Visa-Free Access to Cape Verde for EU May Boost Growth to 7%By
Country wants to reduce external debt to sustainable levels
West African archipelago seeks to privatize state airline
Cape Verde will exempt European Union citizens from needing visas to visit the West African archipelago as it strives to boost tourism, which is vital to its economy, according to the prime minister.
Visa-free access for EU passport holders should begin in 2018, Prime Minister Ulisses Correia e Silva said by phone from Praia, the capital. The exemption is part of a raft of proposals that includes privatizing the ailing state-owned airline, improving management of its airports and growing crops for export so that gross domestic product can expand at a faster rate than the forecast of 5 percent for this year, he said.
“The dominant sector is tourism and we’re making strong investments to improve the islands as a destination,” Correia e Silva said. “We also want to diversify the economy so that we don’t put all the eggs in the tourism basket.”
The Atlantic Ocean country of 10 main islands, some surrounded by beaches, has about 550,000 people and attracted as many tourists last year. The total contribution of tourism was estimated to account for 44 percent of GDP in 2016, according to the World Travel & Tourism Council.
The government of Correia e Silva, elected last year, aims to boost growth to about 7 percent by 2021, a rate last seen before the 2008 global financial crisis, which curbed the arrival of visitors. Economic growth slowed to an average of 1.3 percent annually in the six years through 2015, International Monetary Fund data show.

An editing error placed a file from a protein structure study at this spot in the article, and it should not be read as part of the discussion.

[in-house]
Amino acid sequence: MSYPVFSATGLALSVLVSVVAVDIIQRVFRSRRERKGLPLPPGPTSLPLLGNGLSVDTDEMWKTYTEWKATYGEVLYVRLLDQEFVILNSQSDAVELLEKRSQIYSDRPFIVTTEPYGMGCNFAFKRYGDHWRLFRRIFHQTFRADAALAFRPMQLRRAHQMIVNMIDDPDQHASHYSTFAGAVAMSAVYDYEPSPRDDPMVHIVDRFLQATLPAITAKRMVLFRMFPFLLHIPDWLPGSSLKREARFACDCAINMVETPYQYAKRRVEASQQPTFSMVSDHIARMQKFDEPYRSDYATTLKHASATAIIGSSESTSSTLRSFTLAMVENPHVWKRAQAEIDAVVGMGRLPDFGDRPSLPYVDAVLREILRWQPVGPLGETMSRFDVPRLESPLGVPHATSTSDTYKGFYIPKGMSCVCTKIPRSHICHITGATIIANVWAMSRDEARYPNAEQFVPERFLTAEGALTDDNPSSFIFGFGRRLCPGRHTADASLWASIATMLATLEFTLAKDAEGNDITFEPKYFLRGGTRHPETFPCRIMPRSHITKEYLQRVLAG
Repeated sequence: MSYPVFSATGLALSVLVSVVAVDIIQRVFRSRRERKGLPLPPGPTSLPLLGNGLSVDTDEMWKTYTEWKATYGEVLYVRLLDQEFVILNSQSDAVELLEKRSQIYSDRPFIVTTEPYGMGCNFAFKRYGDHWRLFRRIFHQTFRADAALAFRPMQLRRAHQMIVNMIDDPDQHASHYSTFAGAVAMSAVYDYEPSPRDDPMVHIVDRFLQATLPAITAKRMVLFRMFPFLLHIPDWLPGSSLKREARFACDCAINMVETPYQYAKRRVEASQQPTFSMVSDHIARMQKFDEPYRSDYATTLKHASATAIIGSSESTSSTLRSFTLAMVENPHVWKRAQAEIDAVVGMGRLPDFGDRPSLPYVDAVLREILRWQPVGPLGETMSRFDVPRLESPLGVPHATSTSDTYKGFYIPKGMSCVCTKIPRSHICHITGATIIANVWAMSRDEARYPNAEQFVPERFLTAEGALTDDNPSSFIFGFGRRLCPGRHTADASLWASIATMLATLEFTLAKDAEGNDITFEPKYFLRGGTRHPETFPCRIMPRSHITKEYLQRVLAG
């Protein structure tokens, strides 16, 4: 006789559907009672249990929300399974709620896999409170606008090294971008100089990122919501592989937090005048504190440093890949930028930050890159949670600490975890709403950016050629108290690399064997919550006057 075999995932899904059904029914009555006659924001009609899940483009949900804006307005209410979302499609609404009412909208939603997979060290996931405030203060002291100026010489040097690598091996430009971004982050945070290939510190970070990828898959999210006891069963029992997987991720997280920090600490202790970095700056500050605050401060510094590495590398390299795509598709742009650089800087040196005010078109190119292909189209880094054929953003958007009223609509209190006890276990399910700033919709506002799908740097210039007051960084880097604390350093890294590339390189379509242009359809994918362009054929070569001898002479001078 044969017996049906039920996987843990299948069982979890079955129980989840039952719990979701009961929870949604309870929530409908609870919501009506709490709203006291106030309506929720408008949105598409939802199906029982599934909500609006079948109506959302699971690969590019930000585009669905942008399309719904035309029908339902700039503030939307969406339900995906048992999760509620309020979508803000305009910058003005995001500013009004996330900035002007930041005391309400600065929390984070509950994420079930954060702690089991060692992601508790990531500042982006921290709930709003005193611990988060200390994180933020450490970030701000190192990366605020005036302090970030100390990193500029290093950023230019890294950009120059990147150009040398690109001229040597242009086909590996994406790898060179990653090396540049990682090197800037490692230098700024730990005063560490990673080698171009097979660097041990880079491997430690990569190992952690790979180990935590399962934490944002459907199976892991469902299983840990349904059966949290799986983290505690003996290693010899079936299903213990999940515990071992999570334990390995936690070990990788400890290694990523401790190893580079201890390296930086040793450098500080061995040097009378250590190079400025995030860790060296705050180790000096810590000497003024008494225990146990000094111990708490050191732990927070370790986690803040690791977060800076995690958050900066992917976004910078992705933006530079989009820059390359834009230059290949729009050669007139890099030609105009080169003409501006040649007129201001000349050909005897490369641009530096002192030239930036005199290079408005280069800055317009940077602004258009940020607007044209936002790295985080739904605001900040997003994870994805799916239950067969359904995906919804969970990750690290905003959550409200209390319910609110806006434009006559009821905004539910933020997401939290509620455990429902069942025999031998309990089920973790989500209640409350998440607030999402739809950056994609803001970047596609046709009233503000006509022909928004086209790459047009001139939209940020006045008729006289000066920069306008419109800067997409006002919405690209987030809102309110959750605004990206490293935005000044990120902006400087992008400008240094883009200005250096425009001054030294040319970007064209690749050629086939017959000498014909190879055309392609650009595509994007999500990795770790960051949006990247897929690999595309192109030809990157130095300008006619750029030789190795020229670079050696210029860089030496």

Last week, the council of ministers approved financial incentives for foreigners to invest in Cape Verde, which will include residency, he said.
“It’s not just for tourism, but it’s to facilitate the mobility of investors, academics, culture, science and technology,” Correia e Silva said.
The “biggest problem” is the country’s external debt stock, which is “relatively high” and mainly consists of concessional loans with the African Development Bank, World Bank and Portugal, he said. Cape Verde achieved independence from Portugal in 1975.
“The rates on the debts are low but they’re still a constraint -- our strategy is to reduce the stock to levels that are more sustainable,” he said. External debt was about 63 percent of GDP last year, above the IMF’s risk threshold of 50 percent, and the organization estimates it will fall to 59 percent by 2020.
State-owned TACV Cabo Verde Airlines is “practically insolvent” and will be privatized, Correia e Silva said. The carrier owns one plane that isn’t operational. The government in August named Icelandair Group HF as the airline’s management partner.
“When this government came in, it was very clear that the airline had to be restructured,” Correia e Silva said. “We want to develop this relationship so that there will be participation in TACV’s capital,” he said, adding that the government wants to get concession partners to manage airports as part of its plans to position the archipelago as an aviation hub.
The government is also hoping to move tourism from a resort-concentrated model to an industry that will see each of the islands provide different offerings. The islands of Sal and Boavista have beaches, while other islands could offer adventure experiences, he said.
Tourism has enabled development in agriculture from a subsistence-based system to one that caters for visitors and requires better distribution, inter-island transport and logistics, he said.
Cape Verde is also looking for export opportunities to the EU for niche agricultural products like papaya fruit, which grows easily on the islands, Correia e Silva said.